on an unrelated note:
someone beat you to your “meta-the-movie” idea
* for who I want to win
** for who I think will win
The Hurt Locker**
Jeff Bridges, Crazy Heart**
Colin Firth, A Single Man*
Meryl Streep, Julie & Julia*/**
Best Supporting Actor
Christoph Waltz, Inglourious Basterds*/**
Best Supporting Actress
Kathryn Bigelow, The Hurt Locker**
Quentin Tarantino, Inglourious Basterds*
Best Original Screenplay
Quentin Tarantino, Inglourious Basterds*/**
Best Adapted Screenplay
Neill Blomkamp & Terri Tatchell, District 9*
Jason Reitman & Sheldon Turner, Up in the Air**
Best Animated Film
Best Art Direction
The Imaginarium of Doctor Parnassus*
Best Costume Design
The Imaginarium of Doctor Parnassus*
The Young Victoria**
The Young Victoria*/**
“Almost There,” The Princess and the Frog, Randy Newman*
“The Weary Kind,” Crazy Heart, T-Bone Burnett & Ryan Bingham**
Best Sound Editing
Best Sound Mixing
Best Visual Effects
That link from Daniel is hilarious, not in the lol cutesy sort-of, but in the true OTI well done spoof.
I expect “Miss March” to be the real upset of the night in terms of Best Picture winner…
Having not seen “Avatar” (yes, I’m that one guy who hasn’t), I don’t know where this pent-up rage I feel towards the film is coming from. It could be that I’ve read and heard enough about the film to form the opinion that it’s all sound and fury signifying nothing (or at least “Smurfs for grown-ups), or the fact that James Cameron looks like an old lesbian now (I expect him to open a New Age bookstore in San Francisco with his life partner Susan any day now) or just leftover residue of unease from the time “Titanic” swept the Oscars and Cameron came off looking like a douchebag, or just an animosity towards big Hollywood spectaculars of late (all flash, little substance save a few exceptions). At any rate, I just hope for “The Hurt Locker”s sake that their bonehead producer doesn’t cost them (yes, you should campaign for your film, but you can’t be *obvious* about it).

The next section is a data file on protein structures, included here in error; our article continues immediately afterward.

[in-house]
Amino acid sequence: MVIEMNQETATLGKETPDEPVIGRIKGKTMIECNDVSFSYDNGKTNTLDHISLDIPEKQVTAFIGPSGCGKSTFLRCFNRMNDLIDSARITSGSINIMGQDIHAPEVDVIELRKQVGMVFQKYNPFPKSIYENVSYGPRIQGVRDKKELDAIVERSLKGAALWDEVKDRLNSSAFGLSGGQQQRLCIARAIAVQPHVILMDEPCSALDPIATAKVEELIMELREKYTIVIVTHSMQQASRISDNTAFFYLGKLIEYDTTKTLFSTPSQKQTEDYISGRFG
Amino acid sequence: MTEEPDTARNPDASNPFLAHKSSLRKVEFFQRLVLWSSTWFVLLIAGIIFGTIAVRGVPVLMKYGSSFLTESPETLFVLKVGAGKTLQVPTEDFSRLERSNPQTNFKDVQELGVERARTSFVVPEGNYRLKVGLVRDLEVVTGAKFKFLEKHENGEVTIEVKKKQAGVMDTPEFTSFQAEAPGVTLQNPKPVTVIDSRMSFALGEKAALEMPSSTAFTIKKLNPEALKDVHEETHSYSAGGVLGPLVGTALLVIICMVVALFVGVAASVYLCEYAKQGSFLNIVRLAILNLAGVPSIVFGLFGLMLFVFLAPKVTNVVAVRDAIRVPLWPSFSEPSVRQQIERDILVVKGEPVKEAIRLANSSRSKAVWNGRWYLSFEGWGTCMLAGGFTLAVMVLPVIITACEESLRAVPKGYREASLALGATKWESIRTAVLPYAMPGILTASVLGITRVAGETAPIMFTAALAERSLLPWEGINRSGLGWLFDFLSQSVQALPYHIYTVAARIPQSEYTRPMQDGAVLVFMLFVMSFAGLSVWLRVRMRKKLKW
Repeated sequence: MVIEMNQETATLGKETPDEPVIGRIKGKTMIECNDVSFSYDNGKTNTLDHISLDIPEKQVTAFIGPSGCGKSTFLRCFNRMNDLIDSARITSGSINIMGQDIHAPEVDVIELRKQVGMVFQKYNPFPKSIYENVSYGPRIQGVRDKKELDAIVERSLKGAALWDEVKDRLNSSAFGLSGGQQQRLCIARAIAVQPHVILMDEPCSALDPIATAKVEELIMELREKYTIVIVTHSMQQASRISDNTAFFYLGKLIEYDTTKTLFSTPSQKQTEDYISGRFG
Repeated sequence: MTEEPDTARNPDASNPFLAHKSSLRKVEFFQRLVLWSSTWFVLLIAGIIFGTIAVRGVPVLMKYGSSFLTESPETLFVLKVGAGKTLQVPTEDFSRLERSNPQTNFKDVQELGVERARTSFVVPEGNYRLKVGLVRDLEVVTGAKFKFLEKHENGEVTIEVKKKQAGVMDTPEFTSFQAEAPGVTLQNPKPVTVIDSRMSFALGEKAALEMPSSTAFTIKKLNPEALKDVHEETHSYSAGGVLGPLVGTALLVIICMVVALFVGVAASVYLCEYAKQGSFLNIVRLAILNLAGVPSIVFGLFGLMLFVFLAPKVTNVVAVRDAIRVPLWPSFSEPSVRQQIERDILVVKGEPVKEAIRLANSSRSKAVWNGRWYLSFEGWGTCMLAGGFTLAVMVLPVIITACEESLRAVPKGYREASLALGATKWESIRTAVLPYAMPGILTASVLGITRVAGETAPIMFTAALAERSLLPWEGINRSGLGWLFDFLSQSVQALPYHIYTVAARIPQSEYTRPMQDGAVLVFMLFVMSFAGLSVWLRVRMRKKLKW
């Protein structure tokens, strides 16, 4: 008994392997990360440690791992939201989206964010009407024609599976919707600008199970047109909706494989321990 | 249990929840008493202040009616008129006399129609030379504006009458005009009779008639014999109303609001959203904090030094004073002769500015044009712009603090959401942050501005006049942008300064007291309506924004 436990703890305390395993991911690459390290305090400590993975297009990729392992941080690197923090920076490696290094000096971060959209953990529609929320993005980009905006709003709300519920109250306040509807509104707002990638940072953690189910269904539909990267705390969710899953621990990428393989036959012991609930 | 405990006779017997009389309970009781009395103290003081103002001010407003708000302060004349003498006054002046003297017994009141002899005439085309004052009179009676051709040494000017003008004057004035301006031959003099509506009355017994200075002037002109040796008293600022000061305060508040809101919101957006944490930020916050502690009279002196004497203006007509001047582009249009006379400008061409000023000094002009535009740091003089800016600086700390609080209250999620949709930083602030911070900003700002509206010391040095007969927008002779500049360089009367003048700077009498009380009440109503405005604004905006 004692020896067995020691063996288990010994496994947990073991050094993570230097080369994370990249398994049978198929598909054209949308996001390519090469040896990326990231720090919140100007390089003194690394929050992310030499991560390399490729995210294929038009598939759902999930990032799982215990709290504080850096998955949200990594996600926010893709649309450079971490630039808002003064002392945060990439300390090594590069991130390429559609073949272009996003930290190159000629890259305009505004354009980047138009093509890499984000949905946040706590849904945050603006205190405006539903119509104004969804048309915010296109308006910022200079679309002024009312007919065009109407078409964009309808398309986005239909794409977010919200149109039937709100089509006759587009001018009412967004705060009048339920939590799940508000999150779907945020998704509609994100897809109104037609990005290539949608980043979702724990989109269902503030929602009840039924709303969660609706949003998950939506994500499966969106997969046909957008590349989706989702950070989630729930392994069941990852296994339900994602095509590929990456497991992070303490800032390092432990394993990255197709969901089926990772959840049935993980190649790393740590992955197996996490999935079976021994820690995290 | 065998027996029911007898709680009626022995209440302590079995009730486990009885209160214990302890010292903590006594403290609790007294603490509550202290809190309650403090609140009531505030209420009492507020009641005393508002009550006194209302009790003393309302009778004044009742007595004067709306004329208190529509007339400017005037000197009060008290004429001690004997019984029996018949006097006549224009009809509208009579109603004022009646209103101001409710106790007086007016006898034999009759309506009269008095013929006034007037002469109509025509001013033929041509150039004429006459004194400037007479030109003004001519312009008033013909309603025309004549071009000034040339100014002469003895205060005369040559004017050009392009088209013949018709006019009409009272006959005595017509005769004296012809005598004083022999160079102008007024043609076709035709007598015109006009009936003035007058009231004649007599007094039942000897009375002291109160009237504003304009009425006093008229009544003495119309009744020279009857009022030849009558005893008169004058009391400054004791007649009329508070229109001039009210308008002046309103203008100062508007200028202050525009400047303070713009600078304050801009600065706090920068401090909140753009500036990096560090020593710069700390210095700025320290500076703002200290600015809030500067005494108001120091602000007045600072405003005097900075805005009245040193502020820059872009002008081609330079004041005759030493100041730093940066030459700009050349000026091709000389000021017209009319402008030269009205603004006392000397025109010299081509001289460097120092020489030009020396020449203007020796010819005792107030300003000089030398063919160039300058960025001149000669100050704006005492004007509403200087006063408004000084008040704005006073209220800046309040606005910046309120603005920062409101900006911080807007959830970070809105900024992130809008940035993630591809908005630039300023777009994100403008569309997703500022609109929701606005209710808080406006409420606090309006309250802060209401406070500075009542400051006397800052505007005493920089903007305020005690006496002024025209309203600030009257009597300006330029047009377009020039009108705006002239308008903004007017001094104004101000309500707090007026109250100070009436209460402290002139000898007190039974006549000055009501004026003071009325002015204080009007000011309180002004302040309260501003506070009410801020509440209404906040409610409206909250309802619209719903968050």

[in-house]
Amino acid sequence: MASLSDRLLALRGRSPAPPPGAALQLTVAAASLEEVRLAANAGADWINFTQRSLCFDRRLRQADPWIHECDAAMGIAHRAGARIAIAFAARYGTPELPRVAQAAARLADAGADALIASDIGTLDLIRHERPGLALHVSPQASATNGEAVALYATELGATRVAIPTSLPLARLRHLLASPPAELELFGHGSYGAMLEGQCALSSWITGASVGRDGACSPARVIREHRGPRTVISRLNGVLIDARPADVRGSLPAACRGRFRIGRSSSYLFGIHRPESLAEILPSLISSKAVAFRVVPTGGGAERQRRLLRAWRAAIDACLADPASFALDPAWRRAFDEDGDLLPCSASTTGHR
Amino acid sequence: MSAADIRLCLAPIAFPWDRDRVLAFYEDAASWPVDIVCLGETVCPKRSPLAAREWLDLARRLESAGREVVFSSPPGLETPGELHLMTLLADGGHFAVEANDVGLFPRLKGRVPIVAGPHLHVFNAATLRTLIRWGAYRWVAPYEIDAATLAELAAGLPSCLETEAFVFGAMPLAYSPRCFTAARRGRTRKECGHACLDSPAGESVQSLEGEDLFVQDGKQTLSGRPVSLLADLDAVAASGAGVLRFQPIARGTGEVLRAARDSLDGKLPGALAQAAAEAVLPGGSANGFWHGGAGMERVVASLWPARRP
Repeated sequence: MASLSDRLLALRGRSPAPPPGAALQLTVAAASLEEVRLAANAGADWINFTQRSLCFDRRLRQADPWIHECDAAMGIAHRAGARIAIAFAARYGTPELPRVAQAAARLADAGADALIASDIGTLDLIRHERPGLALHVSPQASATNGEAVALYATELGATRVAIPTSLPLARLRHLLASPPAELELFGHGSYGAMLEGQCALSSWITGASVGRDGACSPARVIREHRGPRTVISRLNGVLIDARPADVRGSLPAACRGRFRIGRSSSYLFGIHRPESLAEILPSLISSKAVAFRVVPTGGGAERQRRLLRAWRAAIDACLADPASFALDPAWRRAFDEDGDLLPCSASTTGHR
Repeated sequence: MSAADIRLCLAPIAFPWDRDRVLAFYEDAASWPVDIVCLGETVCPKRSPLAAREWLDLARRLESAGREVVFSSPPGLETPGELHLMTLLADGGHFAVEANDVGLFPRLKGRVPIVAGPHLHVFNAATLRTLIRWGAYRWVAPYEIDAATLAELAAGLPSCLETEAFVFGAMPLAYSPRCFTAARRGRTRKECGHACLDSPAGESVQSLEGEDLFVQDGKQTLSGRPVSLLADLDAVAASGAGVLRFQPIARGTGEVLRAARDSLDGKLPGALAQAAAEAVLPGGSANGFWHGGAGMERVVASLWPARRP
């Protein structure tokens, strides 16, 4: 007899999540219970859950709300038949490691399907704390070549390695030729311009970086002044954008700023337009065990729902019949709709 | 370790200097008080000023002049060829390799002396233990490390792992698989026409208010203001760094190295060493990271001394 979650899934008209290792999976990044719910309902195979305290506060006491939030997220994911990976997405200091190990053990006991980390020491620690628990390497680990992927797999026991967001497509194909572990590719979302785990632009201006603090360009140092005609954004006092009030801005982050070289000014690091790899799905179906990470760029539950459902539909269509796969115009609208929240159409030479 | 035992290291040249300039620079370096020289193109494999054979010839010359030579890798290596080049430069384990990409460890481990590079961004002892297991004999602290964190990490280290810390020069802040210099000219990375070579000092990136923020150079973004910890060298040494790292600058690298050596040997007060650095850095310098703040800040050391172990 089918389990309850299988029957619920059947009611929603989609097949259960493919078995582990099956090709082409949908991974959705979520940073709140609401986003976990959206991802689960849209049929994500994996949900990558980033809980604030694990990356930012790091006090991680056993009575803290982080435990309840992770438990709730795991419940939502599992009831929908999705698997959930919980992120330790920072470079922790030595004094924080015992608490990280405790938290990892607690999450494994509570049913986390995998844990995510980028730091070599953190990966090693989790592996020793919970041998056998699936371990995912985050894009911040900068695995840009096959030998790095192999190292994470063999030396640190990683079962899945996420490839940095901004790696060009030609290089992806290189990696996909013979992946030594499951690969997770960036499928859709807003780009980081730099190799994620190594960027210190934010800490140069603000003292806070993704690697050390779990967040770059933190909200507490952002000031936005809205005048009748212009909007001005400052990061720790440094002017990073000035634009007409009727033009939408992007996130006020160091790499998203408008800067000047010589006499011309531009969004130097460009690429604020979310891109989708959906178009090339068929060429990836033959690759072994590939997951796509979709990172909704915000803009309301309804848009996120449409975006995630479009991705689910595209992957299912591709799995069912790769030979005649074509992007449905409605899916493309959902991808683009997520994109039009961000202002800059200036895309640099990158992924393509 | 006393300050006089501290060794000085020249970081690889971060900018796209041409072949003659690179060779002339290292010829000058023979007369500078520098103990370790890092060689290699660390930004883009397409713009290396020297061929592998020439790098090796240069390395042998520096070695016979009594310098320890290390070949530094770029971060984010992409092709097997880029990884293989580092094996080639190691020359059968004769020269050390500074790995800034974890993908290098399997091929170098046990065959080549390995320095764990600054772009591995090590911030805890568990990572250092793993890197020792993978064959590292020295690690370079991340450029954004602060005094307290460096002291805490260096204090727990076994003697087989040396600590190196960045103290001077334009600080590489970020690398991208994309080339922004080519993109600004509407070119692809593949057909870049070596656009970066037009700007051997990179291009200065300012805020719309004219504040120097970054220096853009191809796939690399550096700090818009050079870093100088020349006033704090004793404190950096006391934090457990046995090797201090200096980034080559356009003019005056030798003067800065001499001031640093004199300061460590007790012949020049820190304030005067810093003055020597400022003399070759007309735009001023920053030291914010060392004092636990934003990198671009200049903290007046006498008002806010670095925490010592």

I’ve seen three of the best picture noms (Hurt Locker, IB, Up in the Air), and I’m planning to watch Up tonight to get it a nice four-some. If the awards were still five films, I’d be doing better than I have in a long time. Alas, the damn Academy decided they had to go younger and hipper by having…Steve Martin and Alec Baldwin host. I can feel the love already for what will surely be a memorable turn at the podium (I like Messrs. Baldwin and Martin, but I feel like this is a bit like the NFL having the 2/4s Who perform at halftime. Faded glory, etc.).
It’s easy to pick apart what the Oscars do wrong (the “five previous winners making nice with the nominees” was rightfully sent up at the MTV Movie Awards with Ben Stiller’s lifetime achievement award), but if they give Christoph Waltz the Best Supporting Actor I think they’ll get it right.
Actually, re: Marisa Tomei, there was a rumor at the time that Jack Palance actually misread the card onstage, and that she wasn’t the actual winner
Okay, so after viewing that link that was posted above, I have to change my vote for oscar noms. Movie Title for best picture!!! Hilarious!!!
@Valatan – there are two separate issues going on – 1) that Jack Palance read the wrong name (Proven wrong by the accounting firm of Price Waterhouse) and 2) That Marisa didn’t deserve the Oscar (Which helps proponents of #1). I was simply referring to the fact that many people think she didn’t deserve it.
@Brian Williams – thank you for your explanation why you didn’t like it. Personally I loved the sniper scene (In my uniformed opinion it was highly stressful and did a good job of putting the leads out of the element) but while watching it I thought it was totally against type and noticed it stuck out like a sore thumb compared to how the EOD works.